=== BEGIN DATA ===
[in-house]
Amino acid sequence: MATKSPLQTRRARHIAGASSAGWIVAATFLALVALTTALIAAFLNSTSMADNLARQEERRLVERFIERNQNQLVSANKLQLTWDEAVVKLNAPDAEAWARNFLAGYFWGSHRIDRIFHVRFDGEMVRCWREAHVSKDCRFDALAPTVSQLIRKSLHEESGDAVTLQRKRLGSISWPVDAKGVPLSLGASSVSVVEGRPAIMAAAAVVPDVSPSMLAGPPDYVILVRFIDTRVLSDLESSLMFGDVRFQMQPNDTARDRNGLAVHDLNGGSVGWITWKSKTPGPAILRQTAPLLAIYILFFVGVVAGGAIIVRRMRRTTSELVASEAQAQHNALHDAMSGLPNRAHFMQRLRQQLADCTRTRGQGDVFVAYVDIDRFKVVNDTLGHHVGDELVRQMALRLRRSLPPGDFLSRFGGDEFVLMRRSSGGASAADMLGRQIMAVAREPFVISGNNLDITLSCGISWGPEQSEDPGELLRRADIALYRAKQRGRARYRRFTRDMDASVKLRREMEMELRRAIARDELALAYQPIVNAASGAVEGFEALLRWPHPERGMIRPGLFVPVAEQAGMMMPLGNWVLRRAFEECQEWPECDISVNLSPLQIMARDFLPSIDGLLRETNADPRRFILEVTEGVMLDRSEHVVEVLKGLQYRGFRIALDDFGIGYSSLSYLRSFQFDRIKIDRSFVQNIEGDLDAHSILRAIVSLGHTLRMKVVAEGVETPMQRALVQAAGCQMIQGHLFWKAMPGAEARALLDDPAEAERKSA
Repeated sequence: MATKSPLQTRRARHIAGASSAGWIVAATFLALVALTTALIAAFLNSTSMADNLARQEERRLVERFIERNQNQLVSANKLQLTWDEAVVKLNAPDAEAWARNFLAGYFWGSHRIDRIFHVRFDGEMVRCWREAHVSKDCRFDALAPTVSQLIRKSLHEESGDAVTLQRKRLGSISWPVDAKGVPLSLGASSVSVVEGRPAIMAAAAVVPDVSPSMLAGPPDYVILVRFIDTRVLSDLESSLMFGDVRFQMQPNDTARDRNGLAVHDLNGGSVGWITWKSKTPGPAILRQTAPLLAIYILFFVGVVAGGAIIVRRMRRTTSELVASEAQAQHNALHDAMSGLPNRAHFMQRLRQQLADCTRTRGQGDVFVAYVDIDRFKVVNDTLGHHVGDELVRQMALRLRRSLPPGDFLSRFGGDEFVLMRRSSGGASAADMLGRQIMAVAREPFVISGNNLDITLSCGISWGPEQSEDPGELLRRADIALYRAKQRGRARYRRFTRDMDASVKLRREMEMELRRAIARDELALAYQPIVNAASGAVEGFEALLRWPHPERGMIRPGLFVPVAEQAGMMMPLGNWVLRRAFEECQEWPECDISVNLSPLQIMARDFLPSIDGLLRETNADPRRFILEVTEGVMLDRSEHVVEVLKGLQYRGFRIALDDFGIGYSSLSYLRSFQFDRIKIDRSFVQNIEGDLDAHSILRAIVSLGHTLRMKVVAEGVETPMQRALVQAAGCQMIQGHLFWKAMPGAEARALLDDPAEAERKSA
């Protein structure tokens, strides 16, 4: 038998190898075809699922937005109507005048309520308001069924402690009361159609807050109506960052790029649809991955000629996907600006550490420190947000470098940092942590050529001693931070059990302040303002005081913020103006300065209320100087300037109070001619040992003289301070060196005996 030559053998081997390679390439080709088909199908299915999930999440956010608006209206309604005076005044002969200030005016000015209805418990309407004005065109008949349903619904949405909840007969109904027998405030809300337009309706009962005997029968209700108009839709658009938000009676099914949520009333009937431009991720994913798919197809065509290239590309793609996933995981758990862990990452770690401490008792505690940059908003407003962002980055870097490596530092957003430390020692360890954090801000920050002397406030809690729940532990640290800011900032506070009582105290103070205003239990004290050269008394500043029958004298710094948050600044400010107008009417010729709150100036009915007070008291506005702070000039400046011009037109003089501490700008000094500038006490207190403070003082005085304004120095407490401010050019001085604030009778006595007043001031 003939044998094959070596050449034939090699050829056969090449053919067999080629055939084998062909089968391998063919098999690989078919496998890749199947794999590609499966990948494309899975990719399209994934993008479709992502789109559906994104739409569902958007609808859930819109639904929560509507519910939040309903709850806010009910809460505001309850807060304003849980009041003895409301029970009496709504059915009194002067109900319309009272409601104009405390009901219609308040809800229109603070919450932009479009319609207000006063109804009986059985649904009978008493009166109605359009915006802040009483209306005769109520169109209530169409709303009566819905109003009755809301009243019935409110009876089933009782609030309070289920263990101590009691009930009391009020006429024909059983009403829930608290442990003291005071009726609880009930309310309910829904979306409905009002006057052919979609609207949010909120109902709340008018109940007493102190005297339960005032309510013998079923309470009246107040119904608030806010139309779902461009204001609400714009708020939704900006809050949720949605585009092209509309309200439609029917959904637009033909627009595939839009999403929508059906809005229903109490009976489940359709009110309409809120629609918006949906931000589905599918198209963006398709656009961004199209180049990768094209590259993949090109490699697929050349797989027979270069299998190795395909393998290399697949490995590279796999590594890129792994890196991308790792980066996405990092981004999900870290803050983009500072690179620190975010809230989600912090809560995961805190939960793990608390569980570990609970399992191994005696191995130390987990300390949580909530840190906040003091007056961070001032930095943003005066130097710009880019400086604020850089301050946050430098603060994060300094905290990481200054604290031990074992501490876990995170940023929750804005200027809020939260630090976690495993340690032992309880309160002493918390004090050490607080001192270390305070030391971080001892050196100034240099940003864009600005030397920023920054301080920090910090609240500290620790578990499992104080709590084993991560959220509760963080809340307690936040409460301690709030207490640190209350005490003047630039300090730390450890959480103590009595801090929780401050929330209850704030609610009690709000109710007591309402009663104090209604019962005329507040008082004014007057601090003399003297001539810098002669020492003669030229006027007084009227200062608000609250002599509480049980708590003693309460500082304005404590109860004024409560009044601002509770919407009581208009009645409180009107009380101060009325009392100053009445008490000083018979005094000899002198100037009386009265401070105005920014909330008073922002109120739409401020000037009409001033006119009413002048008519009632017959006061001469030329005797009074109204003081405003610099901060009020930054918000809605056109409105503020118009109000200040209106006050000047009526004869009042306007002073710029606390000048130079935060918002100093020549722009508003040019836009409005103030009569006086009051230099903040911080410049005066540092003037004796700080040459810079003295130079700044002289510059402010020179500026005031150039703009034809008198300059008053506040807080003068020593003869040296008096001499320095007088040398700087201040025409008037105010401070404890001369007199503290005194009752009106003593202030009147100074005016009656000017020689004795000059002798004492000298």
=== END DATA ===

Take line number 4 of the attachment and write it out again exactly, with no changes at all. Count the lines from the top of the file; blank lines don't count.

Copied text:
């Protein structure tokens, strides 16, 4: 038998190898075809699922937005109507005048309520308001069924402690009361159609807050109506960052790029649809991955000629996907600006550490420190947000470098940092942590050529001693931070059990302040303002005081913020103006300065209320100087300037109070001619040992003289301070060196005996 030559053998081997390679390439080709088909199908299915999930999440956010608006209206309604005076005044002969200030005016000015209805418990309407004005065109008949349903619904949405909840007969109904027998405030809300337009309706009962005997029968209700108009839709658009938000009676099914949520009333009937431009991720994913798919197809065509290239590309793609996933995981758990862990990452770690401490008792505690940059908003407003962002980055870097490596530092957003430390020692360890954090801000920050002397406030809690729940532990640290800011900032506070009582105290103070205003239990004290050269008394500043029958004298710094948050600044400010107008009417010729709150100036009915007070008291506005702070000039400046011009037109003089501490700008000094500038006490207190403070003082005085304004120095407490401010050019001085604030009778006595007043001031 003939044998094959070596050449034939090699050829056969090449053919067999080629055939084998062909089968391998063919098999690989078919496998890749199947794999590609499966990948494309899975990719399209994934993008479709992502789109559906994104739409569902958007609808859930819109639904929560509507519910939040309903709850806010009910809460505001309850807060304003849980009041003895409301029970009496709504059915009194002067109900319309009272409601104009405390009901219609308040809800229109603070919450932009479009319609207000006063109804009986059985649904009978008493009166109605359009915006802040009483209306005769109520169109209530169409709303009566819905109003009755809301009243019935409110009876089933009782609030309070289920263990101590009691009930009391009020006429024909059983009403829930608290442990003291005071009726609880009930309310309910829904979306409905009002006057052919979609609207949010909120109902709340008018109940007493102190005297339960005032309510013998079923309470009246107040119904608030806010139309779902461009204001609400714009708020939704900006809050949720949605585009092209509309309200439609029917959904637009033909627009595939839009999403929508059906809005229903109490009976489940359709009110309409809120629609918006949906931000589905599918198209963006398709656009961004199209180049990768094209590259993949090109490699697929050349797989027979270069299998190795395909393998290399697949490995590279796999590594890129792994890196991308790792980066996405990092981004999900870290803050983009500072690179620190975010809230989600912090809560995961805190939960793990608390569980570990609970399992191994005696191995130390987990300390949580909530840190906040003091007056961070001032930095943003005066130097710009880019400086604020850089301050946050430098603060994060300094905290990481200054604290031990074992501490876990995170940023929750804005200027809020939260630090976690495993340690032992309880309160002493918390004090050490607080001192270390305070030391971080001892050196100034240099940003864009600005030397920023920054301080920090910090609240500290620790578990499992104080709590084993991560959220509760963080809340307690936040409460301690709030207490640190209350005490003047630039300090730390450890959480103590009595801090929780401050929330209850704030609610009690709000109710007591309402009663104090209604019962005329507040008082004014007057601090003399003297001539810098002669020492003669030229006027007084009227200062608000609250002599509480049980708590003693309460500082304005404590109860004024409560009044601002509770919407009581208009009645409180009107009380101060009325009392100053009445008490000083018979005094000899002198100037009386009265401070105005920014909330008073922002109120739409401020000037009409001033006119009413002048008519009632017959006061001469030329005797009074109204003081405003610099901060009020930054918000809605056109409105503020118009109000200040209106006050000047009526004869009042306007002073710029606390000048130079935060918002100093020549722009508003040019836009409005103030009569006086009051230099903040911080410049005066540092003037004796700080040459810079003295130079700044002289510059402010020179500026005031150039703009034809008198300059008053506040807080003068020593003869040296008096001499320095007088040398700087201040025409008037105010401070404890001369007199503290005194009752009106003593202030009147100074005016009656000017020689004795000059002798004492000298």